Our first impressions were not at all positive. We checked in a very clean and cozy hotel and then we hit the streets. The most prominent thing in Bangkok is the traffic. You see cars, motorcycles and Tuk-Tuks everywhere you look. Because of the fact that traffic lights often don’t work and a pedestrian has fewer rights than a driver, it is difficult to cross a road most of the time. It took us a couple of days to work up the nerves to zigzag trough the traffic without taking too much a risk. Even though the taxi fares are quite cheap (by day, at night the prices skyrocket) we wanted to have the experience of riding along in a converted scooter that can transport up to 5 people. In other words: ride a Tuk-Tuk. There is one thing you need to know before you board one: make sure you have a life insurance. They drive like crazy, squeeze their vehicles trough the tiniest of openings and change lanes as often as you normally blink your eyelids. A cheap rollercoaster ride if you will.
On our first night we went for a walk. Because we didn’t really have a clue where we were going, we let our instincts guide us. Turned out they failed us quite badly. We ended up in a sort of slums under a bridge. Not really the nicest place you want to be as a western tourist. We didn’t encounter any particular trouble but we were glad when we spotted our hotel in the distance.
The following day we went on an arranged trip to ‘The Undefeatable City’ Ayutthaya. This used to be the capital of Bangkok until it was…well, defeated. A van came to pick us up in the wee hours of the morning only to let us wait for an entire hour for another van. When we finally left we dozed off because it was a 2-hour ride from Bangkok to Ayutthaya. Ayutthaya is actually a collection of several temples and monuments spread over an entire city. Therefore, we saw the inside of our van more often than the inside of the temples we were visiting. But at the end of the day, we were glad we booked this trip because of the many beautiful structures, temples and statues we were able to see.
After a trip to the hospital to get my stitches cleaned up, we decided to take a stroll in the shopping district of Bangkok, Siam Square. Imagine ‘Het Waasland Shopping Center’. Now add six floors, luxurious boutiques, an entire floor dedicated to still a man’s hunger, a car vendor, and other outrageous things and you have Siam Paragon. The most beautiful shopping center I have ever laid eyes on.When we woke the following morning we wanted to take a cab to the National Museum of Bangkok. But since there wasn’t a single taxi driver who wanted to take us there (in Bangkok, the cab driver chooses his customers, not vice versa) we took the subway to Lumphini Park. We thought we’d encounter a nice little park but it turned out to be a huge one with streets dividing the trees and grass. After lunch we tried once more to find a friendly cabdriver and luckily, we succeeded. The National Museum was nowhere as impressive as say ‘The British Museum’ or ‘The Louvre’ but it held some interesting pieces concerning Thai history and religion.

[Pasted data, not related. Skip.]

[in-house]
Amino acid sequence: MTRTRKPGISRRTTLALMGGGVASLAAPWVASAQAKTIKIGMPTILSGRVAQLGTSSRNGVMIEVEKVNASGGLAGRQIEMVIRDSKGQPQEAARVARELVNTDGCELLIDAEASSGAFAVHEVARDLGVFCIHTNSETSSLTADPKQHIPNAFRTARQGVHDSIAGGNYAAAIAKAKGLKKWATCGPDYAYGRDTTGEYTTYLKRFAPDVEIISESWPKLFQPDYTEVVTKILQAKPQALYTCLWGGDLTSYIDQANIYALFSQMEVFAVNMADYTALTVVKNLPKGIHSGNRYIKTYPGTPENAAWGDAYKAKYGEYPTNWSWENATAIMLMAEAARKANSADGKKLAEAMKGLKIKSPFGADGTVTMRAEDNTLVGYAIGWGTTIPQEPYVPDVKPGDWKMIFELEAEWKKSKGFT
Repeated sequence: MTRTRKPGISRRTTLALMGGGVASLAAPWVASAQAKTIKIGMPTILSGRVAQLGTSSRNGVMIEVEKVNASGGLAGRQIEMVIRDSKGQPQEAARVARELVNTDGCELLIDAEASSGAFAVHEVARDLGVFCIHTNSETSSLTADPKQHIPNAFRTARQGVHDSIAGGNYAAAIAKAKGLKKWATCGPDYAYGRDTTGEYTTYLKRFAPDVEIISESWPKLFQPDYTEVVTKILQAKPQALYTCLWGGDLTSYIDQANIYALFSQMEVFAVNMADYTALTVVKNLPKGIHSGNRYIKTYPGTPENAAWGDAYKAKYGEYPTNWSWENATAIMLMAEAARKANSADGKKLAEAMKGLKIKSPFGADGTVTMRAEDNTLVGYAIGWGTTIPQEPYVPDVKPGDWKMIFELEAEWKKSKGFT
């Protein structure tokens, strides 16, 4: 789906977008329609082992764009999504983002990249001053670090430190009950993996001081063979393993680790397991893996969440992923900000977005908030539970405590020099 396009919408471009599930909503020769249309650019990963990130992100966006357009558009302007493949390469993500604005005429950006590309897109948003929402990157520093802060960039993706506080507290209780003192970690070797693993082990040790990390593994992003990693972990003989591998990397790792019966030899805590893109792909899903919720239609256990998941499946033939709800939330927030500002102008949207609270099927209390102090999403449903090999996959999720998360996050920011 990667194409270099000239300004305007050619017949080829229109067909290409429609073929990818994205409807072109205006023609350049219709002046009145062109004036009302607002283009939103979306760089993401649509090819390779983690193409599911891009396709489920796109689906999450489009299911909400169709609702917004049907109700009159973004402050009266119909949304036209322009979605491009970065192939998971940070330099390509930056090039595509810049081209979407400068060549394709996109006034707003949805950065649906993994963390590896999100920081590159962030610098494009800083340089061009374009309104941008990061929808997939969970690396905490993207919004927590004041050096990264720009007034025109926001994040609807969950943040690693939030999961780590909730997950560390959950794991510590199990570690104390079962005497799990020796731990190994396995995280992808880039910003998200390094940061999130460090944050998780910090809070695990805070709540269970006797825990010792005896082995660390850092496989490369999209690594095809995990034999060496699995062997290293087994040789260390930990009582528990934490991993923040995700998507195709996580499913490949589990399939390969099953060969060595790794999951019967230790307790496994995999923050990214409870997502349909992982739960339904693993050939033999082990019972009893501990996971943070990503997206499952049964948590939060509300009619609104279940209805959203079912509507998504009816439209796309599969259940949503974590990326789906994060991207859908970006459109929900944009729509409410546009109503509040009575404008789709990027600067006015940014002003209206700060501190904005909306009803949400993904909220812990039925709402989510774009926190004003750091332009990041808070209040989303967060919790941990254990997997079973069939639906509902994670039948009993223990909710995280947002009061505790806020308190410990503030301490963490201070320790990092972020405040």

In the evening we put on our fancy clothes, pulled over a cab and asked him to take us to the State Tower, the second but biggest tower in Bangkok. 64 floors of luxurious rooms, two restaurants and Sirocco, a bar at the upper level of the building with a view that would blow your socks off. We had a (rather expensive) drink and enjoyed the beautiful skyline of Bangkok by night. After this, we went for a walk in the business quarter of Bangkok, Silom Road. After a couple of minutes we spotted something strange. It was a bar in the cellar of an Irish pub. It was called the ‘-5°C’ bar and because we have to miss the cold days and nights in Belgium, we decided to have drink in there. Even though we were the only guest there, it was a cool experience to sit on a bench of made of ice when the outside temperature almost reaches 40 degrees.
The following morning we went on another arranged trip. This time, we went to see the floating markets and the Erawan Waterfalls. This was a 4-hour trip so we got back together with our former friend: the mini-van. When we arrived at the floating market we were kind of disappointed. Instead of seeing locals trading their wares in their long tail boats, we saw too many tourists browsing for souvenirs from their little speedboats. After a very nice lunch, we drove to the Erawan Waterfalls. These are situated in a National Park and consist of 7 waterfalls. Because time was not on our side, we were only able to reach the fifth waterfall in which we had a refreshing swim. 5 hours later we were back in our hotel rooms and slept like logs.